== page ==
- Shift to a creator mindset. Figure out what you want to make, identify your niche, who will like it, how you will pay for it, where you will publish it, and then make a plan.
- MVP your content. MVP stands for Minimum Viable Product. It's how tech companies try out new stuff. If you are making content, it is definitely worth testing lots of small ideas as cheaply and quickly as you can. This multiple experiment approach is much more likely to work than spending all your resources on a long test of a single project.
- Be clinical. Carefully monitor how well each of your experiments does. Analyse both the numbers and the comments. Kill what doesn’t work, double down on what does, and keep experimenting with at least 20-30% of your work.
- Reinvest. If you are creating work for other clients, use as much of your proceeds as you can spare to create and deliver your own original content. This is investing your hard earned money in owning your future outcomes.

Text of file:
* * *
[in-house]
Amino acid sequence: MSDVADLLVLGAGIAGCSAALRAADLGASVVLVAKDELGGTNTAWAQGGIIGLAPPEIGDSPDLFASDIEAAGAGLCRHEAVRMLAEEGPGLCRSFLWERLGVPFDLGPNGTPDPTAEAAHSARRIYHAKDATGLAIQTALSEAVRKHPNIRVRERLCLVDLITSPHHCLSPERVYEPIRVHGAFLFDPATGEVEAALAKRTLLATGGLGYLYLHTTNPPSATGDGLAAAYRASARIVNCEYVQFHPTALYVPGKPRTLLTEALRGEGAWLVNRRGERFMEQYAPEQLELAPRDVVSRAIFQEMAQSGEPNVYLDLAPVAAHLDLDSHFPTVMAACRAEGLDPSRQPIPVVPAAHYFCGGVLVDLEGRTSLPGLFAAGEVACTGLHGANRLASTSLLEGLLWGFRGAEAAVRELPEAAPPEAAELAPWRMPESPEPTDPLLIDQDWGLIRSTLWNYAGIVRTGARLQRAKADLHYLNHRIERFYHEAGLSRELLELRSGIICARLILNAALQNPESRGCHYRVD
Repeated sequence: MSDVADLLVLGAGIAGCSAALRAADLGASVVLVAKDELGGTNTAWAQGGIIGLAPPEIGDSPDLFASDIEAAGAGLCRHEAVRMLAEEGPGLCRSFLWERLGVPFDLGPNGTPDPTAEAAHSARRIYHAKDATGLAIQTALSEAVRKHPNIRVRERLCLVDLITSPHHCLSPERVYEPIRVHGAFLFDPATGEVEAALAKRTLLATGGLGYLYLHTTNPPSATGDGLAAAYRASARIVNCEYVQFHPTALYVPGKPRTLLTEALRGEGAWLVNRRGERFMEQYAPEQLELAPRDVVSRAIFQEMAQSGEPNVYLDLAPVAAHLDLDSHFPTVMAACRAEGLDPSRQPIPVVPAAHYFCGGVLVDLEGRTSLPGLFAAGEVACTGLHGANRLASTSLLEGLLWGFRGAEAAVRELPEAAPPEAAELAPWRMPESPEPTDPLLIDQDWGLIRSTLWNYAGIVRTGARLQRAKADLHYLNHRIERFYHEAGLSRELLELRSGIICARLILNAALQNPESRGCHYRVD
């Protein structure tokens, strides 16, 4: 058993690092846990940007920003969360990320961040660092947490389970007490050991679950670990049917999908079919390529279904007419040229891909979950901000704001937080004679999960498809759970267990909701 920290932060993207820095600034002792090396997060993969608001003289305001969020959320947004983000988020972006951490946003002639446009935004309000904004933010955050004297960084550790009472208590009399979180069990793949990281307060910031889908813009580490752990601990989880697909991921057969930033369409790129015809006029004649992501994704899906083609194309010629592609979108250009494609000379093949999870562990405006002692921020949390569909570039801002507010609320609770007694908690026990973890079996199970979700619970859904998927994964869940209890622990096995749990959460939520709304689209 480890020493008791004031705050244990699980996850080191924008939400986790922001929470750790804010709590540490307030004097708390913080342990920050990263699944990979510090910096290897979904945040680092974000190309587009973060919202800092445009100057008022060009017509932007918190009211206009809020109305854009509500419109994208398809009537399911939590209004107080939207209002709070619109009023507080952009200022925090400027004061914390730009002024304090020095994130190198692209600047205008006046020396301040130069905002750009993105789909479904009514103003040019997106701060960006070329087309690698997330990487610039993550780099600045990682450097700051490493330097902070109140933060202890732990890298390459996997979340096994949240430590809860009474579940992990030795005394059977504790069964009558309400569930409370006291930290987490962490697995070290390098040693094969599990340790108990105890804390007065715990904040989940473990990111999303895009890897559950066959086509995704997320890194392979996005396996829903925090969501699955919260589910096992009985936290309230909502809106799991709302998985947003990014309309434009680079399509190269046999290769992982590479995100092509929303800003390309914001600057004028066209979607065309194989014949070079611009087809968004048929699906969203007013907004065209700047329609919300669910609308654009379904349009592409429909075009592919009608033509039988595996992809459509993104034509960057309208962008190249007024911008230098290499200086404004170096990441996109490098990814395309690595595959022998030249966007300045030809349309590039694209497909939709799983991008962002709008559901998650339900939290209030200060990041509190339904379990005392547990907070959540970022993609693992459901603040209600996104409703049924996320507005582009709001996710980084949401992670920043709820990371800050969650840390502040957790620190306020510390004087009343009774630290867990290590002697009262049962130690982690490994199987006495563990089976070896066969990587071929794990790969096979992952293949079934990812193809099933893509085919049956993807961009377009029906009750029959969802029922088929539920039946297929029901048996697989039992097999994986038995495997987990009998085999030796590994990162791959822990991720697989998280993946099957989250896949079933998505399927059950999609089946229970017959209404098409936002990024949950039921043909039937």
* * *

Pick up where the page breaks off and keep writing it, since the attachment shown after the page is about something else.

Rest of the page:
- Distribution is king. To develop multiple revenue streams and audiences/communities, distribute the hell out of your work across as many platforms as you can. There are more platforms than ever before that are rewarding creators for sharing successful content that reaches large audiences.
- Stay fresh. Use initial income from this original work to pay for more content creation, and iterate to increase the value of the work that is gaining audience. This will ensure you build solid foundations for your brand by rewarding your audience with ever-improving content. People get bored quickly, so don't go stale.
- Be across your numbers. It's vital you keep production costs to a minimum until you can afford to spend more. You need to create the longest production runway possible to ensure you have enough time for something super successful to take off. If you are very clear on your numbers, you can ensure you stay on budget and don't overspend along the way.